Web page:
When There Were People

In the City recalls a time before Things became God

Photo by Jack GouldDid you know they used to paint about politics? Yes, they did! They painted people with picket signs being dispersed by cops on horseback, people trudging through snow and the Great Depression, people living their rococo lives in opera boxes, fiddling while New York burned. There have actually been several eras, my friends, in which average people felt they had a vested interest in political issues and outcomes, and painters painted it!

"In the City: Urban Views 1900-1940" at the Orange County Museum of Art, from New York's Whitney Museum of American Arts' collection, is a roughly chronological exhibition of realistic canvases and a few sculptures from the gently romantic turn-of-the-century Ashcan School to the grimy Social Realists who dominated after Wall Street's crash through to the peopleless modernity of crowded 1940s skyscrapers, which themselves seem anthropomorphized, crowding one another for enough light and space to grow.

Realism, of course, would fall out of favor for a short while (50 years or so, despite brief stints in the Warhol and Hockney '60s and in Peter Alexander and Don Bachardy's 1970s LA) after 1940, before making its comeback so tyrannically this decade that anything nonrepresentational painted today might as well be placed in a time capsule to be opened in the 22nd century.

In "In the City," alienation segues into bawdy desperation, which morphs into agitation and oppression, which then gleams into eerily Ayn Randian futurism. Unmarred high-rises, packed together like crooked teeth, could be the cover art for The Fountainhead.

But the exhibit starts gently—even happily—with Maurice Prendergast's Central Park, 1901, a chunky watercolor depicting the top-hatted class in horse-drawn carriages. It moves quickly from the well-to-do living society pages to Edward Hopper's Summer Interior, in which a woman, nude from the waist down and creamy like a Renoir, sits abjectly on the floor by her bed, alone—and then to Stuart Davis' The Back Room, which is piled with kegs and men with green faces who look like Jim Carrey in The Mask. A Negro man plays the drums. Another Hopper, the gray Solitary Figure in a Theater, is placed next to Thomas W. Dewing's gorgeous Lady in a Green Dress, whose Daisy Miller-ish subject's obvious wealth is like a license to display sexuality. All these paintings, crowned by George Luks' 1905 The Little Gray Girl, who may as well be dying in a doorway (isn't that how "The Little Match Girl" ends?), segue effortlessly from gay and laughing wealth to stricken underclass in an evocative if unintentional juxtaposition of "haves" and "everyone else."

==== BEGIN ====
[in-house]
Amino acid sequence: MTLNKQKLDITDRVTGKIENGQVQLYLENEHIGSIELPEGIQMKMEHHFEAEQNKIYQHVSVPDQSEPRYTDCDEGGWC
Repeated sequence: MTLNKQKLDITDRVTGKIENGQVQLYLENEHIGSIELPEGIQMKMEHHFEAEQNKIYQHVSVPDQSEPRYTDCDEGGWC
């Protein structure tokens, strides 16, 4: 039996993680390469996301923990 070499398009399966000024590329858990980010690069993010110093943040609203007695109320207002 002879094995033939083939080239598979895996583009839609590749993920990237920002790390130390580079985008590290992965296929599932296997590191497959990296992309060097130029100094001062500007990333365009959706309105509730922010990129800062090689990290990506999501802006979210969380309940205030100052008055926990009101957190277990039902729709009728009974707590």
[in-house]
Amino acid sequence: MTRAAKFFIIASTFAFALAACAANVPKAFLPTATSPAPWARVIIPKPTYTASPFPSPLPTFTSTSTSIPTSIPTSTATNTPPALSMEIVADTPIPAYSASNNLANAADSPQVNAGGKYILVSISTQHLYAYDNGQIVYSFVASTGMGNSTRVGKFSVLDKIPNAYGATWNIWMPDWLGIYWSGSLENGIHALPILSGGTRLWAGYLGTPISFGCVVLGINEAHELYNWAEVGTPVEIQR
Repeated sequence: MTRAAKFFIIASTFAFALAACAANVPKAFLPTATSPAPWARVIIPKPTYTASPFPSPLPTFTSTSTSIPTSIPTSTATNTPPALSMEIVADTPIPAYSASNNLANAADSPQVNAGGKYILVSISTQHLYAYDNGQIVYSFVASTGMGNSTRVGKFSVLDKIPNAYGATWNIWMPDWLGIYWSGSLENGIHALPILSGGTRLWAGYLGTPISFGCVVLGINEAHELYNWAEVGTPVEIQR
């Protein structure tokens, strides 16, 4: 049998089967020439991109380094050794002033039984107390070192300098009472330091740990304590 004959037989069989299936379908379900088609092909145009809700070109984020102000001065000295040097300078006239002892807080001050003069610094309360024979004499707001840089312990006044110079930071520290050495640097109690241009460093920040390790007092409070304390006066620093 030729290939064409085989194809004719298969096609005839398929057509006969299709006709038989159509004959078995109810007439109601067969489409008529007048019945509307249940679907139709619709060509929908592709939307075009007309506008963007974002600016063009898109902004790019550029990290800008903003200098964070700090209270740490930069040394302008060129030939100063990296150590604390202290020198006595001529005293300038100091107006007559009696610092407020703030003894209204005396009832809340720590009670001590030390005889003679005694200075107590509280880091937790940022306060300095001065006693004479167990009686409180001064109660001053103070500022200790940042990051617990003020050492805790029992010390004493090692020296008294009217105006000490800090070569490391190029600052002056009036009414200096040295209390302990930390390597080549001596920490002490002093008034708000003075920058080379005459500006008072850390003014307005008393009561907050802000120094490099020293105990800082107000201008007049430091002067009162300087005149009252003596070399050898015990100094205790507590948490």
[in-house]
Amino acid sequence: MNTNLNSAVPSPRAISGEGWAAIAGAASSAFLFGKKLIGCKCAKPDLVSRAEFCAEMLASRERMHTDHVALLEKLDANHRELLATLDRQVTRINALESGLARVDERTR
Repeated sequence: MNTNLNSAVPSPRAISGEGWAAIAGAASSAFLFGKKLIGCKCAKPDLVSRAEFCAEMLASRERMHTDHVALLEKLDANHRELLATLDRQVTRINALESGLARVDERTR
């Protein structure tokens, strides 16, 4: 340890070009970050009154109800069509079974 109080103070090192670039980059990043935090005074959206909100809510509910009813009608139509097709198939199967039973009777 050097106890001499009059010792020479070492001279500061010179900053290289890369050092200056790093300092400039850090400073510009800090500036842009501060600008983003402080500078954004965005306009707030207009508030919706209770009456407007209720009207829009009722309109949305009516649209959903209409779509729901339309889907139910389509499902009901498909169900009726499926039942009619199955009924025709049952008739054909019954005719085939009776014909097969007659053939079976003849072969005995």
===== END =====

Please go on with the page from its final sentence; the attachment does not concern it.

In the teens and '20s, as in Louis Lozowick's Pittsburgh and Abraham Walkowitz's Cityscape, we begin to see steeply rising, vertiginous skyscrapers, their pure, manly strength sometimes menacing and sometimes subverted by an almost Fat Albert-like animation. People run giggling through the streets, flirting with servicemen and "drunk as flappers," as Kurt Andersen says in his new novel, Turn of the Century. Scenes like John Sloan's Sixth Avenue Elevated at Third Street, from 1928, constitute the only time this exhibit shows happy people of the middle class having a good time, and one gets the sense many of these chipper girls will be putting out this evening, while over them, the El train disappears into an indigo and violet sky. It's as happy about the future as Walt Disney's long-dismantled Carousel of Progress. Guy Pne du Bois' Fete Champetre shows a verdant field (for polo, perhaps?) filled with stylish fat girls whose salmon tank dresses reflect onto their round arms. A woman with her wide back to us holds a bunch of balloons as round and dense as a giant raspberry, and the fluid curvilinear forms and saturated fairy-tale colors somehow evoke James and the Giant Peach. But in only a year, the stock market will crash.

We move quickly through gorgeous documents of the era's bread and circuses: boxing matches, aquariums, moving pictures and carnivals. And then come Social Realist tracts like Reginald Marsh's Death Avenue (11th Avenue, home to New York City's meat district), the progress of smokestacks and locomotives obliterating the futures of the hunched men walking through the gritty cold.

Marsh is also responsible for one of the more shocking pictures in the exhibit. Minsky's Chorus, from 1935 (the heart of the Depression), features big-breasted dancing girls in costumes that look like bras and those Dolphin shorts from the '70s, undulating pendulously. Their bodies are fantastic, their legs encased in garters, and their faces slathered with pancake makeup and false eyelashes. His Ten Cents a Dance is happy, despite its desperate gaiety. A vivacious, wide-eyed blonde, dumb as a golden retriever and just as likable, leans on a partition, her huge bazooms and round belly poured into a slinky silver dress. The colors are muted, the light faded, and our heroine is jammed into what might as well be a cattle car with too many other taxi dancers to count. But one senses she'll make her money, have a good time and pay her rent, even if the others don't.

Paul Cadmus' Shore Leave is equally decadent, with the pinks and oranges of a Michelangelo and the bulbous asses of a Tom of Finland. Women and men cruise and pile on one another like a giant game of Twister. In the background, two men pick each other up.

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